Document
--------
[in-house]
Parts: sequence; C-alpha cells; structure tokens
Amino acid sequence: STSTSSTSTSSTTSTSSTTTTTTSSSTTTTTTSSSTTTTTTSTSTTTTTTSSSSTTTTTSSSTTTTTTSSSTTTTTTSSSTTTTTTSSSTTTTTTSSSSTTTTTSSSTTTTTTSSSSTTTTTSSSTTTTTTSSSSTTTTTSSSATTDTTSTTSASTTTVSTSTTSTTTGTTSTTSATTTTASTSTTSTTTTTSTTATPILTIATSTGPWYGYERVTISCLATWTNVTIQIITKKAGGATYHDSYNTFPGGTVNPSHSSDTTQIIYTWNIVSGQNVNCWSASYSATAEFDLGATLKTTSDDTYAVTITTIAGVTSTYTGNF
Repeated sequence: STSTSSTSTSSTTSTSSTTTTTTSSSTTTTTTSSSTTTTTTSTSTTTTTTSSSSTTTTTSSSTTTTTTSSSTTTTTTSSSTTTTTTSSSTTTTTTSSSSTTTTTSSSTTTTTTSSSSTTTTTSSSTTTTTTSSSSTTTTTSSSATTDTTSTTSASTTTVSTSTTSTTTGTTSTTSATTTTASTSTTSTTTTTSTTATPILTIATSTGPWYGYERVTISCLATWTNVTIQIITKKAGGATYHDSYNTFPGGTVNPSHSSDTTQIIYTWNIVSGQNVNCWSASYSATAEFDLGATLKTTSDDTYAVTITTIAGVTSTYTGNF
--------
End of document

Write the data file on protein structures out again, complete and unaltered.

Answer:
[in-house]
Parts: sequence; C-alpha cells; structure tokens
Amino acid sequence: STSTSSTSTSSTTSTSSTTTTTTSSSTTTTTTSSSTTTTTTSTSTTTTTTSSSSTTTTTSSSTTTTTTSSSTTTTTTSSSTTTTTTSSSTTTTTTSSSSTTTTTSSSTTTTTTSSSSTTTTTSSSTTTTTTSSSSTTTTTSSSATTDTTSTTSASTTTVSTSTTSTTTGTTSTTSATTTTASTSTTSTTTTTSTTATPILTIATSTGPWYGYERVTISCLATWTNVTIQIITKKAGGATYHDSYNTFPGGTVNPSHSSDTTQIIYTWNIVSGQNVNCWSASYSATAEFDLGATLKTTSDDTYAVTITTIAGVTSTYTGNF
Repeated sequence: STSTSSTSTSSTTSTSSTTTTTTSSSTTTTTTSSSTTTTTTSTSTTTTTTSSSSTTTTTSSSTTTTTTSSSTTTTTTSSSTTTTTTSSSTTTTTTSSSSTTTTTSSSTTTTTTSSSSTTTTTSSSTTTTTTSSSSTTTTTSSSATTDTTSTTSASTTTVSTSTTSTTTGTTSTTSATTTTASTSTTSTTTTTSTTATPILTIATSTGPWYGYERVTISCLATWTNVTIQIITKKAGGATYHDSYNTFPGGTVNPSHSSDTTQIIYTWNIVSGQNVNCWSASYSATAEFDLGATLKTTSDDTYAVTITTIAGVTSTYTGNF